HC Deb 17 February 1993 vol 219 cc310-1
9. Mr. Riddick

To ask the President of the Board of Trade what steps his Department is taking to encourage inward investment.

Mr. Heseltine

My Department's Invest in Britain Bureau runs a comprehensive programme for promoting the United Kingdom overseas. Lord Walker, who advises me on inward investment, is helping me to consider how we can step up our efforts to make them as effective as possible.

Mr. Riddick

Is my right hon. Friend aware that the OECD has forecast that Britain is likely to increase its share of world trade this year? Is not one reason for that, as Jacques Delors said, that Britain has become a paradise for overseas investment and is not that because the Government have tackled the excessive power of the trade unions and refused to sign the job-destroying social chapter? Is not that in stark contrast with the union-dominated Labour party, which seems to believe that only the state can generate economic growth—a view which not even the Russians believe nowadays?

Mr. Heseltine

My hon. Friend is right on that specific point, but, of course, there are many other reasons why this is now the most attractive part of the single market in which to invest. It is because of the Government's policies that 36.1 per cent. of American and 40.9 per cent. of Japanese direct investment in the European Economic Community comes to the United Kingdom.

Mr. Eastham

Although it is essential to encourage investment from abroad, may I impress on the Secretary of State a recent document produced by the Engineering Employers Federation? It is a most scathing report about the lack of support from the Government. Is it not about time that we also encouraged our industries so that they can participate and benefit, thereby increasing manufacturing in Britain?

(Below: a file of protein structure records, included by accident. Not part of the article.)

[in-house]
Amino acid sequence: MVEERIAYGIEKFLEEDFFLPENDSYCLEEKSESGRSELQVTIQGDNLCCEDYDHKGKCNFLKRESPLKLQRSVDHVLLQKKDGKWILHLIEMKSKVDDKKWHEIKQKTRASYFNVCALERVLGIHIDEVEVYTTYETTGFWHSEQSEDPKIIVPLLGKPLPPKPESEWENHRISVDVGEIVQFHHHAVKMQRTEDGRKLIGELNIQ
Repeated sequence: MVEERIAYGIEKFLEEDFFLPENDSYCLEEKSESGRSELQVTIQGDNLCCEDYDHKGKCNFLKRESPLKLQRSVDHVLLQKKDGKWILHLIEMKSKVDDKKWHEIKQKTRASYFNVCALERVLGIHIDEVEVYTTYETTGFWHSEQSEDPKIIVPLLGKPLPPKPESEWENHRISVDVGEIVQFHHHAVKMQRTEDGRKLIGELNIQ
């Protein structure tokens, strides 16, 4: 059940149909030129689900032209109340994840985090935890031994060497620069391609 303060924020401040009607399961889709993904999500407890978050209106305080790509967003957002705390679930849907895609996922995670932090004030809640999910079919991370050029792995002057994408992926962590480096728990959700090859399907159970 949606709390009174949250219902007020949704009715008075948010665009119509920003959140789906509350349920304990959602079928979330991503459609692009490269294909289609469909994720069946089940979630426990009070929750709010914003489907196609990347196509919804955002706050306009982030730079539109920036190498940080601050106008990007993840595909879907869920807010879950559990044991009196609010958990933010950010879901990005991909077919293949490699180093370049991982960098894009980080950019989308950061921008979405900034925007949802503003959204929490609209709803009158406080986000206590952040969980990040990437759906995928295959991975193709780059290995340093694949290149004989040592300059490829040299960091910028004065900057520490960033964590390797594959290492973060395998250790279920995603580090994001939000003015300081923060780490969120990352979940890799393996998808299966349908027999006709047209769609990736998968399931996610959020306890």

Mr. Heseltine

That is a travesty of the views of the EEF with which I had a lengthy discussion last night. If the hon. Gentleman genuinely wants to encourage inward investment into this country he should persuade his party not to put the costs of the social chapter on British industry.

Mr. Streeter

Is my right hon. Friend aware that inward investment in the far south-west is largely dependent on the critical Plymouth-Heathrow airlink? Is he further aware that the airlink is increasingly under threat because of the increasing squeeze on regional services at Heathrow? Will he confirm that his Department will take whatever action is necessary to protect the Heathrow slot?

Mr. Heseltine

I know how important that issue is to my hon. Friend. I have no doubt that on my visit to the south-west later this week I shall hear more about it. We are in touch with the Department of Transport, but, as my hon. Friend will be aware, in the end much of the decision making lies with the private sector.

Mr. Gunnell

Does the Secretary of State agree that Japanese companies that come to this country in general bring with them very good working practices, usually including a negotiated agreement with a trade union and agreed conditions of work which far exceed those laid down in the social chapter? In those circumstances, will the Secretary of State explain how the social chapter can possibly be a deterrent to companies that, at home, implement working conditions of a higher standard?

Mr. Heseltine

It is not the working conditions but the working costs imposed by the social chapter which will be the deterrent.